Geospatial Systems - Professor Rachel Franklin
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I am Professor of Geographical Analysis in the Centre for Urban and Regional Development Studies (CURDS) and the School of Geography, Politics and Sociology at Newcastle University, theme lead for Spatial Analytics at Newcastle Data, Co-I for the EPSRC-funded Centre for Doctoral Training (CDT) in Geospatial Systems, and the University Lead for Newcastle for the Alan Turing Institute, where I am also a Fellow. I joined Newcastle in 2018 as one of four chairs appointed to expand the university’s international, cross-disciplinary reputation in Spatial Analytics and Modeling (SAM@Newcastle).
My primary research focus is in spatial demography and the interplay between spatial analytics and demographic change, in particular quantifying patterns, sources and impacts of spatial inequality. I also maintain an ongoing interest in pedagogy, especially the teaching of methods. I have taught spatial analysis, GIS, and quantitative methods for well over a decade, with a pedagogic orientation towards policy applications and the social sciences and humanities, and am co-author of a recent textbook aimed at teaching GIS for the social sciences.
I am the current editor of the journal, Geographical Analysis, and sit on the Board of the Regional Studies Association, as Chair for Diversity and Inclusion. I also hold visiting academic appointments in Population Studies at Brown University and at the Gran Sasso Science Institute (GSSI) in L’Aquila, Italy. I am a member of the editorial boards of Population, Space and Place, Journal of Geographical Systems, Tijdschrift voor Economische en Sociale Geografie (TESG), The Annals of Regional Science, International Regional Science Review, Urban Climate, and Spatial Research and Planning.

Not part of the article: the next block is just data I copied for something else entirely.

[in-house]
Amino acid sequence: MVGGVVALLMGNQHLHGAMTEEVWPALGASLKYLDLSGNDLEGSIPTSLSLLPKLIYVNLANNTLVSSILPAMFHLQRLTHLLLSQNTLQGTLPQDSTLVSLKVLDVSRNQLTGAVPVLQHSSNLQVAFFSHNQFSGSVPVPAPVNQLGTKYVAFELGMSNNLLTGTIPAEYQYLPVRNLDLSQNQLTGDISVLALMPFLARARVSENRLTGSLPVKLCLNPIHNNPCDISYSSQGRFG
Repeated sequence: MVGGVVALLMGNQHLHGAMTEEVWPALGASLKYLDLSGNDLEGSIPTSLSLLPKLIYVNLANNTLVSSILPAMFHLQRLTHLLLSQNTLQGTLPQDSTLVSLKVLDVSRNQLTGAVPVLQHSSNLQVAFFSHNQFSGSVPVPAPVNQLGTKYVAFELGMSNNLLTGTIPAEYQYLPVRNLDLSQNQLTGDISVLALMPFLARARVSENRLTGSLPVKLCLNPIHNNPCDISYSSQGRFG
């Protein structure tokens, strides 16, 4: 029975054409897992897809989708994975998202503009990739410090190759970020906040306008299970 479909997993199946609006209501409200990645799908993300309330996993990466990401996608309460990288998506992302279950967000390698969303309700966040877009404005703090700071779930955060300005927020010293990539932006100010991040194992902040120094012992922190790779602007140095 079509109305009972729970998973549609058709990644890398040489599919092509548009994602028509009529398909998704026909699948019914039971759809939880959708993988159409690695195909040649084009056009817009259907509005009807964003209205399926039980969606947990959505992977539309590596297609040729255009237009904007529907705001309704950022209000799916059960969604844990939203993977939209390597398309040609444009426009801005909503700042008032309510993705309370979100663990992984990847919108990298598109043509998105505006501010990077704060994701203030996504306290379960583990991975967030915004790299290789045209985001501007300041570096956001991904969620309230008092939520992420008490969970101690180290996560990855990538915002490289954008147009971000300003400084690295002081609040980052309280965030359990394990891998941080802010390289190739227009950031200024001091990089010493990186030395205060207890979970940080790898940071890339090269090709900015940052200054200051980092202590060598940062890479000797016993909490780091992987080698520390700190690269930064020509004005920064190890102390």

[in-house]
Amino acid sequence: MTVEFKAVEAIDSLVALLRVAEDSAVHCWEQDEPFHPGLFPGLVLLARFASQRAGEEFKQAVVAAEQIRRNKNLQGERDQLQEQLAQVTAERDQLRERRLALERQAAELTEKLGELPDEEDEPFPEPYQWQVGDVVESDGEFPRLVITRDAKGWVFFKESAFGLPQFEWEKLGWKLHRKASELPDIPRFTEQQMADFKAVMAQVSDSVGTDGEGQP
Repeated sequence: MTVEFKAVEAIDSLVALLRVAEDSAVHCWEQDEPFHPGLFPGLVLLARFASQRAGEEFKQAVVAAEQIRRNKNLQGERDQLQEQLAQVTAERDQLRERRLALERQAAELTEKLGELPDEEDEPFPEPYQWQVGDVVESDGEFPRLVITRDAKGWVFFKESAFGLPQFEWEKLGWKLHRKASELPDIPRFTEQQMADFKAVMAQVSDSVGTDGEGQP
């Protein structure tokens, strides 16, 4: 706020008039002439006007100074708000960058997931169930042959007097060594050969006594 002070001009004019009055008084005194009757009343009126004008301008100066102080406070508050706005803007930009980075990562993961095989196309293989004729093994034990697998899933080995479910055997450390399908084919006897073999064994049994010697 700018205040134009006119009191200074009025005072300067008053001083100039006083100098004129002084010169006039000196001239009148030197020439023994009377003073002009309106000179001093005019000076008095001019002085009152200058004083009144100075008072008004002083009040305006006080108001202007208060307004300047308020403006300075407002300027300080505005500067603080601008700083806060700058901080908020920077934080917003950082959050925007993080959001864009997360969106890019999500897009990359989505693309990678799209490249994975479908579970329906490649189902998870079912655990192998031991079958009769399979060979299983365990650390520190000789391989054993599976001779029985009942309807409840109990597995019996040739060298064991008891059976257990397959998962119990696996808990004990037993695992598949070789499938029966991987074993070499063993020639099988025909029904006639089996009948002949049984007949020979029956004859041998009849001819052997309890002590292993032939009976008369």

Prior to joining Newcastle University, I was for eight years (2010–2018) the Associate Director of the Spatial Structures in the Social Sciences (S4) initiative at Brown University in the U.S. and also held an academic appointment in Population Studies. My academic career path has been distinctly non-traditional: I started as a Statistician/Demographer at the U.S. Census Bureau, later worked as Deputy Director of the American Association of Geographers (AAG), and also accomplished a lengthy stint as adjunct faculty at the University of Maryland.
I received my PhD in Geography from the University of Arizona (2004). My previous degrees are from Indiana University: BA (1994) in French and Political Science and MA (1996) in West European Studies.